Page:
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Pretty soon, drones may be able to find and raise cattle
You can’t pick up an agricultural publication these days without finding a story on
how drones will revolutionize the cow business. Supposedly, they’ll do everything
from checking on float valves to spotting a trespassing hunter. They’ll even find cattle
on a far-flung ranch.
 
I’ve got news for the experts; we already have such a device – it’s called a dog. The
initial cost of a good dog and a good drone are similar, $2,000 to $5,000, but drones
could be cheaper in the long run because you don’t have to feed them every day or
take them to a vet.
 
Although, drones could get pricey if your irate neighbor insists
on shooting yours down repeatedly.

I grudgingly admit a drone might be useful. Imagine you’re
planning a gather but you don’t know where the cattle are, so
you send the cowboys off in every direction. With a drone you
could see exactly where they are and save some saddle time, not
to mention wear and tear on the horses.

If you ask me, this is cheating. There’s always been an unwritten
rule that if an outlaw or renegade cow can hide from
the cowboys, she gets an annual reprieve, even if she has consumed
seven tons of your hay but has never given birth to a
calf in her pitiful 10-year life.

The experts predict radio chips will be implanted in cows that
will send signals to an overflying drone, so a rancher who is sitting
in his La-Z-Boy at home will know when a cow is in heat, if
a heifer is trying to calve and the body temperature of every cow on the place.
These chips will also tell a rancher where his $10,000 range bulls are – but, horror
of horrors, this would mean I’d have to buy my own range bulls if I want my cows
bred.

Wolf lovers say that drones will tell a rancher when his cows are near a pack of
marauding wolves, but what they’ll really do is tell him where to find a bloody transponder.

The fortune tellers predict there will be driverless tractors and hay balers for sale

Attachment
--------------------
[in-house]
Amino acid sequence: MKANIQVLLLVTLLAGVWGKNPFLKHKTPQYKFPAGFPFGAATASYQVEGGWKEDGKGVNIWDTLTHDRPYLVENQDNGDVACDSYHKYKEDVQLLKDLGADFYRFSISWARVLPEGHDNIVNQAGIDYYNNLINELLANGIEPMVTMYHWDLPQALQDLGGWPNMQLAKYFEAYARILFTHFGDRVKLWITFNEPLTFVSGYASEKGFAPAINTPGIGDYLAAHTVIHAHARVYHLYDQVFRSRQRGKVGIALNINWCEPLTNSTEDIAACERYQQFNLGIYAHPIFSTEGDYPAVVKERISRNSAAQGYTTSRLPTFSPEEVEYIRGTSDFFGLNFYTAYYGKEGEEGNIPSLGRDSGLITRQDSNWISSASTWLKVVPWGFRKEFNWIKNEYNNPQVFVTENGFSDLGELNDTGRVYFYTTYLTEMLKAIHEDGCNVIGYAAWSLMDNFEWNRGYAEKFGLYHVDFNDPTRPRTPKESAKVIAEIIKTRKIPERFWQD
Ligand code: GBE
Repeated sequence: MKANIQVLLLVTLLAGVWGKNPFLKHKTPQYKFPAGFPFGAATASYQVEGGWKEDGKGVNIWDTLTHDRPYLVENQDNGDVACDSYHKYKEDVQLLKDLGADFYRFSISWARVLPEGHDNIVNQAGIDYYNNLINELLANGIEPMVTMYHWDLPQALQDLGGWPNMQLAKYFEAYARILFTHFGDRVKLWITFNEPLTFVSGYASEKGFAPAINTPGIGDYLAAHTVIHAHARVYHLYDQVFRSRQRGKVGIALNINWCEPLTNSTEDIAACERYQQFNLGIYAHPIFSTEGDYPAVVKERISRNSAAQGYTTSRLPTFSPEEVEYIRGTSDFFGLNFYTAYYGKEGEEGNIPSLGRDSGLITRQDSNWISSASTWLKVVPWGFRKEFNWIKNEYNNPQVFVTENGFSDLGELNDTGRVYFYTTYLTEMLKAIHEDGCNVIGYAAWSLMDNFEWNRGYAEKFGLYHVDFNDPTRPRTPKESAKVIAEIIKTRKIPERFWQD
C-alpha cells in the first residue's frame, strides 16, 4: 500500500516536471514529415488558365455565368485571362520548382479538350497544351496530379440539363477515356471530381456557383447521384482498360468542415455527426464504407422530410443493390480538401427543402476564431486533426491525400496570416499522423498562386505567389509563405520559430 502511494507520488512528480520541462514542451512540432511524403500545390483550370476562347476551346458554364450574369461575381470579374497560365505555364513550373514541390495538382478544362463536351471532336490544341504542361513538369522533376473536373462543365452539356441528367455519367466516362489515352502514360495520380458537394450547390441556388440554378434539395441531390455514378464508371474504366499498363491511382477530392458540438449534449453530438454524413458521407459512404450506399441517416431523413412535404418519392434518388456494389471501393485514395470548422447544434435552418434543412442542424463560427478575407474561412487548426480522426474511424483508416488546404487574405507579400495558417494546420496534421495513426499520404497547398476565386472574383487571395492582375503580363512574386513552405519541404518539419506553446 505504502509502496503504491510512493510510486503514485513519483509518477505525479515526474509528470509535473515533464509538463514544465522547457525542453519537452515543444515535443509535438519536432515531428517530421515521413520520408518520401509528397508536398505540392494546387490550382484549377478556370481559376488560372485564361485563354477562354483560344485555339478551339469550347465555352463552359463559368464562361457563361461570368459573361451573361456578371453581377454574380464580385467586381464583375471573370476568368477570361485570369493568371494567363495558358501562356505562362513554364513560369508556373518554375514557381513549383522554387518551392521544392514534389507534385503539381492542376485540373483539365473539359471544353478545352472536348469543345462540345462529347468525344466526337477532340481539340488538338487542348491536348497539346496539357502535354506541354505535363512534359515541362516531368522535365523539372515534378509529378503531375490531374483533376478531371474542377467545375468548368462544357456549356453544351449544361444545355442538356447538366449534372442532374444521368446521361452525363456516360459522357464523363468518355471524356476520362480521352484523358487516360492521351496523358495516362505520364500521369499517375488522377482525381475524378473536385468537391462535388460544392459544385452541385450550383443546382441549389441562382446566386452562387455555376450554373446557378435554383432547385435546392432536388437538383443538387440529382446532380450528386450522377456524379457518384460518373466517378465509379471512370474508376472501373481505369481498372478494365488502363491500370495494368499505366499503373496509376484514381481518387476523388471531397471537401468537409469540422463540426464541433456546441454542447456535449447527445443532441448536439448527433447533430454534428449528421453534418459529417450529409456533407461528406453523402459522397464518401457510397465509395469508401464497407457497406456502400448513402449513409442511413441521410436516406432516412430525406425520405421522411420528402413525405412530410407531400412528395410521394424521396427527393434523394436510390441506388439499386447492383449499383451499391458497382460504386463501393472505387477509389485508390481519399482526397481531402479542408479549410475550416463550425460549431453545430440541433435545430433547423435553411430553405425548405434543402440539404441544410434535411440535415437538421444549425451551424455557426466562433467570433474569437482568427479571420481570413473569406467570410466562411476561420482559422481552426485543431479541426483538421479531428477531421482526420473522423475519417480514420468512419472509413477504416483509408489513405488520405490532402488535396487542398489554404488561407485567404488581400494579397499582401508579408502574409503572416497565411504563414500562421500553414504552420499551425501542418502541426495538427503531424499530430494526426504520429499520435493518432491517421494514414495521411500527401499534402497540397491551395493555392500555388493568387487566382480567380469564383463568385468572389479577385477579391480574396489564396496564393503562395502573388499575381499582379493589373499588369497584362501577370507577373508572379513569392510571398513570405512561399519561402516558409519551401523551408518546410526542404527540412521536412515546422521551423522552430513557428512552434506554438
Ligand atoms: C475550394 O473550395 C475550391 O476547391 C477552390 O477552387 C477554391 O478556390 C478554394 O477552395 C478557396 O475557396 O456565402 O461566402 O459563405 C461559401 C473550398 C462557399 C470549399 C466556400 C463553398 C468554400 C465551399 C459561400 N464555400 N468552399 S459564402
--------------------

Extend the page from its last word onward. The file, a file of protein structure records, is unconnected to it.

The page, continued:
soon, but that’s no big deal, I had driverless tractors 30 years ago, as no person who
calls himself a cowboy or cowgirl should ever be seen driving one – at least not on
my outfit.

I read one article that predicted drones will create 100,000 jobs, but this will be
offset by an equal number of lost cowboys. Instead of real cowboys, the cowboss will
be some computer cowboy dispatcher who plays with a joystick all day. Real cowboys
will be an endangered species.

I’m sure we’ll have drones that will shoot rocket syringes so cattle won’t even have
to be gathered for immunizations and such. You might laugh and say a ranch will
always need cowboys to gather the cattle, but I’m sure some dweeb in his garage is
working on a drone that will fire sandbags at reluctant cattle to get the herd all moving
in the same direction.

Speakers on the drone will make cowboy grunts and noises such as “giddy-up,” “get
along little dogies” and “get going, you worthless hussy.”

Because drones are now considered aircraft, that means the government will regulate,
tax and frisk everyone involved. And just think of how much privacy we’ll be
sacrificing.

It used to be that if a person owned a piece of ground that he or she owned it from
the middle of the Earth to the top of the sky but, thanks to drones, the courts have
ruled now you only own the airspace above your property. But they don’t define this
“airspace;” it could be two miles or 50 feet!

Believe me, before too long cow towns like Oakdale, Ogallala and Omaha will be
ghost towns, “rodeo” will just be some video game that geeks play online and cowboys
will be harder to find than lawyers in heaven. There will be no more cattle
wrecks, so cowboy poets will become rappers and Elko will lose its identity.
So, please, join my Down With Drones movement. Our members believe every season
is drone-hunting season.

A word of caution however: Shooting down drones is probably against the law, so
remember to follow the old cowboy commandment – shoot, shovel and shut up.
The views and opinions expressed in this column are those of the author and not
necessarily those of Farm World. Readers may log on to www.LeePittsbooks.com to
order any of Lee Pitts’ books. Those with questions or comments for Lee may write to
him in care of this publication. 
8/3/2017